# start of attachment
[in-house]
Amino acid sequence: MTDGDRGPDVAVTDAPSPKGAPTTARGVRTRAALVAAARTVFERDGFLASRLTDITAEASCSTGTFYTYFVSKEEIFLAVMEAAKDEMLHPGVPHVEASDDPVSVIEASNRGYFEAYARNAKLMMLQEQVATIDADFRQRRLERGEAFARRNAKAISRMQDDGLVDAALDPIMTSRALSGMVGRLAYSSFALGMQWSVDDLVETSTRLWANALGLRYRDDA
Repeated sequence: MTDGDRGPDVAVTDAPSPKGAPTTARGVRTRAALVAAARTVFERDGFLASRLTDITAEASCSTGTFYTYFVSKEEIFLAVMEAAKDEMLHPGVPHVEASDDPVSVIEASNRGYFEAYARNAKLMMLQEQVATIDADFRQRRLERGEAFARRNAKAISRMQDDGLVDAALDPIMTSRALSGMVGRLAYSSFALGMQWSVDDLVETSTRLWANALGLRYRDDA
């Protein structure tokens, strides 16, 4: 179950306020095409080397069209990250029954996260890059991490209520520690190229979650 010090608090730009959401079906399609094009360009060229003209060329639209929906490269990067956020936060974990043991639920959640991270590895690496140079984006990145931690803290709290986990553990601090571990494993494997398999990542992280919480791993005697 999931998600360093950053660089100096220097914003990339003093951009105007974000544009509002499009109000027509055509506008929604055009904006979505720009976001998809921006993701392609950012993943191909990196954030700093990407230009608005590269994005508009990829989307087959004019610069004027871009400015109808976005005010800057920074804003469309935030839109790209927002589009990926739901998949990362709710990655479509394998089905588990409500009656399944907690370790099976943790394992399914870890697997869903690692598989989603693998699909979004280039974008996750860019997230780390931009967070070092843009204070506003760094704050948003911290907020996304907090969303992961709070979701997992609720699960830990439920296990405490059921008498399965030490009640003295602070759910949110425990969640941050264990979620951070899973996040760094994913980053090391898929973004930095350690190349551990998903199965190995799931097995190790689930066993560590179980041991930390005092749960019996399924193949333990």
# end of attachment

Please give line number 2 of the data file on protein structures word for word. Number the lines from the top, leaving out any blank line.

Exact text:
Amino acid sequence: MTDGDRGPDVAVTDAPSPKGAPTTARGVRTRAALVAAARTVFERDGFLASRLTDITAEASCSTGTFYTYFVSKEEIFLAVMEAAKDEMLHPGVPHVEASDDPVSVIEASNRGYFEAYARNAKLMMLQEQVATIDADFRQRRLERGEAFARRNAKAISRMQDDGLVDAALDPIMTSRALSGMVGRLAYSSFALGMQWSVDDLVETSTRLWANALGLRYRDDA